(a) 3% Discount if paid within 30 days;


(b) Net amount due if paid in 90 days;


(c) A service charge of 3/4-1% If paid after 90 days. '5. The transactions between Defendant Harris and Plaintiff Kerr-McGee constituted an agreement between said parties that Plaintiff would sell such goods to Defendant at the prices shown on Exhibit 4, and that Defendant would pay for same under credit provisions known as 'Harvest Terms.' The parties specially contracted that the due date of the account would be January 15, 1967. (Defendant Harris' depositions p. 11, 12, 13, 20, 21). '6. The date that Defendant agreed to pay for such goods was January 15, 1967, under these credit terms. '7. The 'date due' shown on each item of Exhibit No. 4-- the invoices of sale-- were the respective dates payments were due if the buyer elected to take the 3% Discount under 'Harvest Terms.' These invoices were mere sales slips or a memorandum of sale and delivery made for the convenience of the parties and not a written contract.'

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The District Court, therefore, concluded that defendant Harris and plaintiff Kerr-McGee had entered into a mutually binding oral contract and that the parties ahd specially contracted that the due date of the account in question was to be January 15, 1967 (citing Art. 5526, Rev.Civ.Stat. of Texas); accordingly, that plaintiff's cause of action was not barred by the Texas statute of limitations. It was held in Gourley v. Iverson Tool Co., Tex.Civ.App., 186 S.W.2d 726, 733 (ref'd w.m. 1945), that an oral agreement is sufficient, and we find no Texas case which requires a writing for a 'special contract' to prevent the running of the statute of limitation.


This case involves considerable conflict in testimony and is one best resolved by the Trial Judge, since credibility choices between the witnesses must be made. The trier of fact who has had an opportunity to hear and observe the witnesses is in the best position to determine where the truth lies. Here the critical question is whether there was a special contract for credit terms for the merchandise sold between Harris and the farm supplier, Kerr-McGee. When Harris determined he wanted to purchase his requirements of seed, fertilizer, and chemicals for his 1966 crop he began by talking with Davis, Kerr-McGee's store manager at Levelland, Texas. A credit information form was filled in by Davis and signed by Harris. Under the printed portion of the credit information form 'Approximate Fertilizer Purchased Annually,' the following was filled in:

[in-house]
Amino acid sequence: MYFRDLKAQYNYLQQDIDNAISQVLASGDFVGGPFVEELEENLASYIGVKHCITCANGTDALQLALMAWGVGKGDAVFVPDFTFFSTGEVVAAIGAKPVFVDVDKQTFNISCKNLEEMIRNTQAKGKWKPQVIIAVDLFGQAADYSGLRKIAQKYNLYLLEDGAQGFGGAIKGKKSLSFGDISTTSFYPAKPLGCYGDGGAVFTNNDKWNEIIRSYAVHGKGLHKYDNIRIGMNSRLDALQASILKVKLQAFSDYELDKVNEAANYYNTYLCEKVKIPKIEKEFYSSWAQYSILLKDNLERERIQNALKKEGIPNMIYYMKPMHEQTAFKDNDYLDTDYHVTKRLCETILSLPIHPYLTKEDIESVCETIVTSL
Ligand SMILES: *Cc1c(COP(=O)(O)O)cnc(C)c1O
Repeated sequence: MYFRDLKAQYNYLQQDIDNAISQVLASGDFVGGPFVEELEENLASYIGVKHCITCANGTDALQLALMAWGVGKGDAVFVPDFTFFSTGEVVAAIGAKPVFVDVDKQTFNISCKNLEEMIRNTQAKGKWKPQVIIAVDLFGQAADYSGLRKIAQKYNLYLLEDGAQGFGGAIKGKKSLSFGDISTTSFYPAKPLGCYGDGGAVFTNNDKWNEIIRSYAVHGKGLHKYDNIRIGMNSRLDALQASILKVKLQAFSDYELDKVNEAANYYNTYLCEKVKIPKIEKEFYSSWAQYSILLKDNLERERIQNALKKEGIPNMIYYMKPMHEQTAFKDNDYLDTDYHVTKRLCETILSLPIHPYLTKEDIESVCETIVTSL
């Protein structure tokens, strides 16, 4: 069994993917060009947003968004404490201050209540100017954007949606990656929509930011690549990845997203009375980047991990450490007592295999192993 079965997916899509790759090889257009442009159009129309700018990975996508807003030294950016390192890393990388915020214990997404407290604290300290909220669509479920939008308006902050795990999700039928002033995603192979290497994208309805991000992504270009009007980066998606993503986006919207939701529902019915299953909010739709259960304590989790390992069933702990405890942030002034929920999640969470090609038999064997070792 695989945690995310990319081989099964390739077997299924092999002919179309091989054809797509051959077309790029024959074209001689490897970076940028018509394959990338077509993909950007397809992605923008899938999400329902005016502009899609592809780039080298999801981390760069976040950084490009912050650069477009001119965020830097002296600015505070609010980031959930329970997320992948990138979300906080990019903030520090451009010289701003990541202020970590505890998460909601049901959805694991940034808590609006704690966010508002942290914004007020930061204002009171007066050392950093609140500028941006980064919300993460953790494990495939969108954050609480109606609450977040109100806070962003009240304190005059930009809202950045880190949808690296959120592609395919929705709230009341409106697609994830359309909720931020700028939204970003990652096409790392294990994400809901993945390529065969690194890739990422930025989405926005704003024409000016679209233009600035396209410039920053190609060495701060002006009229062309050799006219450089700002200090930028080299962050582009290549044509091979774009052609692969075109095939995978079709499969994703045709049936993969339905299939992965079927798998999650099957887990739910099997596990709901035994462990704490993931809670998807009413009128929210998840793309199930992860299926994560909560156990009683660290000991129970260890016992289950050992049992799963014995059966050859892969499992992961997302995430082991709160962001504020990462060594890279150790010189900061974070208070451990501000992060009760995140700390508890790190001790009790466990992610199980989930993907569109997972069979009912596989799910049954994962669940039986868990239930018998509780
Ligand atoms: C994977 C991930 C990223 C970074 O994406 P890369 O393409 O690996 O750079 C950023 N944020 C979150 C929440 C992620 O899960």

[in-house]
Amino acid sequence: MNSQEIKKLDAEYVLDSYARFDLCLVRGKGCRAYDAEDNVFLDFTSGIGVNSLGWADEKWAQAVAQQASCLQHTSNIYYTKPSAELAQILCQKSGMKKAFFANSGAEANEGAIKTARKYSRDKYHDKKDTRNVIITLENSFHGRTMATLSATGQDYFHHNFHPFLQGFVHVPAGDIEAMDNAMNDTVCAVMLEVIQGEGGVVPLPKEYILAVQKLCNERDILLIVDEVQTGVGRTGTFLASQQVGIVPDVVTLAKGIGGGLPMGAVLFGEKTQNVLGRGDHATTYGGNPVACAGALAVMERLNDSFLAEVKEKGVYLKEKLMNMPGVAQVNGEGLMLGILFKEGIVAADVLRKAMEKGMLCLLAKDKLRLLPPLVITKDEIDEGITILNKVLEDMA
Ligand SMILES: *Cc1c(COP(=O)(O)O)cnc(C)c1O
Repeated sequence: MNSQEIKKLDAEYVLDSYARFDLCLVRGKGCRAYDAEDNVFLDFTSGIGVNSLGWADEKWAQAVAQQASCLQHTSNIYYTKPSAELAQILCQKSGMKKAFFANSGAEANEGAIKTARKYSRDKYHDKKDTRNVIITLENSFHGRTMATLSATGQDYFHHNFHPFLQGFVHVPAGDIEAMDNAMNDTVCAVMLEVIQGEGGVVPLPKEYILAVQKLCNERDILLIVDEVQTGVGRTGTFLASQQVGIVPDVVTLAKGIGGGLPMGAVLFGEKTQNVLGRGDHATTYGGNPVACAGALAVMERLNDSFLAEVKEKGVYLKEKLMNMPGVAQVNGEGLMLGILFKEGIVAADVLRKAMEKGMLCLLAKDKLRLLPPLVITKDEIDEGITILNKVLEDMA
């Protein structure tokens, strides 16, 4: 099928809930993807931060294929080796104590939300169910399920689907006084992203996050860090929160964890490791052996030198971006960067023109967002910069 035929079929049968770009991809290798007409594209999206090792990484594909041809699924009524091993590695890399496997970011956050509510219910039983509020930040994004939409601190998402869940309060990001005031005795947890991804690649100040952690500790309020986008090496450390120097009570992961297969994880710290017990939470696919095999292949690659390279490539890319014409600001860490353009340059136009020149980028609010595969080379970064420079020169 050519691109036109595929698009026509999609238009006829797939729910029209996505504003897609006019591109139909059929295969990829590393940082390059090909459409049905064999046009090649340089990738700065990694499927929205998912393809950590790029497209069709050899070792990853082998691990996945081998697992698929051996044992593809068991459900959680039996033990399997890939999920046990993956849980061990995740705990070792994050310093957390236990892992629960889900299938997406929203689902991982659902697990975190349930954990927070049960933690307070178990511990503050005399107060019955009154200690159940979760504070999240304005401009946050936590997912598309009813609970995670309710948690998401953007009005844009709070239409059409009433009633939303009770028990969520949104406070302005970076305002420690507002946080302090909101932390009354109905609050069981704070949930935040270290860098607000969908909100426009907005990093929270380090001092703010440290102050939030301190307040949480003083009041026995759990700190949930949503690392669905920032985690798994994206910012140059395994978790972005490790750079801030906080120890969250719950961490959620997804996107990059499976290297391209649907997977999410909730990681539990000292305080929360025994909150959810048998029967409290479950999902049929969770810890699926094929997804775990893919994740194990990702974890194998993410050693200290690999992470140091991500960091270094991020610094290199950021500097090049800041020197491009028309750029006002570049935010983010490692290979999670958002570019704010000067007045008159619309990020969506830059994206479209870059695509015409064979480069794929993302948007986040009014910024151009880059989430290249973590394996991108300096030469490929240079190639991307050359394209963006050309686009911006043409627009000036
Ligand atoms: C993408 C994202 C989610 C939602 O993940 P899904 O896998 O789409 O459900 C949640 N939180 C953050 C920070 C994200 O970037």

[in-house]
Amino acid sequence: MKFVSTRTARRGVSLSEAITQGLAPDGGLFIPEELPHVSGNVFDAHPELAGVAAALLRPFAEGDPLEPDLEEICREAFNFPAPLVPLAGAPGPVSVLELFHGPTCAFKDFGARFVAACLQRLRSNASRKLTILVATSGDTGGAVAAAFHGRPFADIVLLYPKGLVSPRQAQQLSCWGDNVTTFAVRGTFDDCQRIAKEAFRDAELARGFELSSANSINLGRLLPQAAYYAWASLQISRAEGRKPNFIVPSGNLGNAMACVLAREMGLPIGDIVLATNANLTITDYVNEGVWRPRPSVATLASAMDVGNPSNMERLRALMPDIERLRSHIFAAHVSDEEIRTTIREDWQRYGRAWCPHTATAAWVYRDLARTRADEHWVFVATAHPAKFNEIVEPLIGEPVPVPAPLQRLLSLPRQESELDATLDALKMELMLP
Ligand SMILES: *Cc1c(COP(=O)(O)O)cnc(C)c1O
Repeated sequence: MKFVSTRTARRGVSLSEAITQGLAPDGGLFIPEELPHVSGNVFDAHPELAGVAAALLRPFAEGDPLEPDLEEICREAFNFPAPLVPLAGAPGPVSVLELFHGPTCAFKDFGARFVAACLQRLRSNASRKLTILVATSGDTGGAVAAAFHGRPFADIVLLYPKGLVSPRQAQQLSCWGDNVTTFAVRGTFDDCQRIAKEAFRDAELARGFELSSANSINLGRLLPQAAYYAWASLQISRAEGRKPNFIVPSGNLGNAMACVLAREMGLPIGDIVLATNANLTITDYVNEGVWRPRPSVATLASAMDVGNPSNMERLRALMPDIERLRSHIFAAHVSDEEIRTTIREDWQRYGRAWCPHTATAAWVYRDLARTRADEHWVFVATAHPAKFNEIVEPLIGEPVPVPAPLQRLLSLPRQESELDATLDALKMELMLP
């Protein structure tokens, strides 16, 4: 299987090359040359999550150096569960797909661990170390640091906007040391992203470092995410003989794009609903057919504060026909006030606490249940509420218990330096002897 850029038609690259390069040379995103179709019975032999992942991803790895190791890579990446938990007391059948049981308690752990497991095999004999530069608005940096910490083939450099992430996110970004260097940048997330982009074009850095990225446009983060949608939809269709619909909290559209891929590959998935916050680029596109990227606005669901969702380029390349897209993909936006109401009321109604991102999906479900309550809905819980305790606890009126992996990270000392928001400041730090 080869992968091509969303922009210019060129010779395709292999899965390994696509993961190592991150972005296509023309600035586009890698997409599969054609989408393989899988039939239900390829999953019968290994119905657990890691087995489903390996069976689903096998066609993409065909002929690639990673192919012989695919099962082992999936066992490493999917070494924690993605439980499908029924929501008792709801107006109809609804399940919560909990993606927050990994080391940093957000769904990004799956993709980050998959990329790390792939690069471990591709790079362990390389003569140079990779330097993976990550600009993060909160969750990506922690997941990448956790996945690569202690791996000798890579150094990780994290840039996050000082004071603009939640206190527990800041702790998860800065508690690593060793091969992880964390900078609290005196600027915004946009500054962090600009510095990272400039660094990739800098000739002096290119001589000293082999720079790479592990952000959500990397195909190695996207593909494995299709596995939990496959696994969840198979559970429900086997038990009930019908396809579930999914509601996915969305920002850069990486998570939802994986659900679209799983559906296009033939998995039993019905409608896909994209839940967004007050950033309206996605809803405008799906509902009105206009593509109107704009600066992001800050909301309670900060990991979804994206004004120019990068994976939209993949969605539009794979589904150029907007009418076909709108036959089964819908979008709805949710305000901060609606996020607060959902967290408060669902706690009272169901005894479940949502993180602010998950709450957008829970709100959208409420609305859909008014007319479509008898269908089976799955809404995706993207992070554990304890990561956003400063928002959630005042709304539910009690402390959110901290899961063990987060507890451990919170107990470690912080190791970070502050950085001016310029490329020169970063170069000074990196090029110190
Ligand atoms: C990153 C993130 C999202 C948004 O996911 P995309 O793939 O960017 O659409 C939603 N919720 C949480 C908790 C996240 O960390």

'Fert. 5000.00 Weed Kill 5000.00 Seed 5000.00


Jan. 15th'


Another Kerr-McGee form, a credit application for Harris, was filled in by Davis and showed 'Estimated Annual Purchases $15,000-20,000,' and the recommended credit line was '20,000.' The credit application stated 'Will pay cash for fertilizer-chemical fall terms (3/4-1% After 90 days.' At the lower right corner of the credit application the following information appears: 'Regular Terms 3%/30 net 90 Harvest Terms-Date Due 1-15-67.' A Kerr-McGee credit authorization dated June 17, 1966 for Harris as customer authorized 'Fall Time Limit $20,000 Harvest Term,' as approved by B. C. Miller, plaintiff's Regional Credit Manager.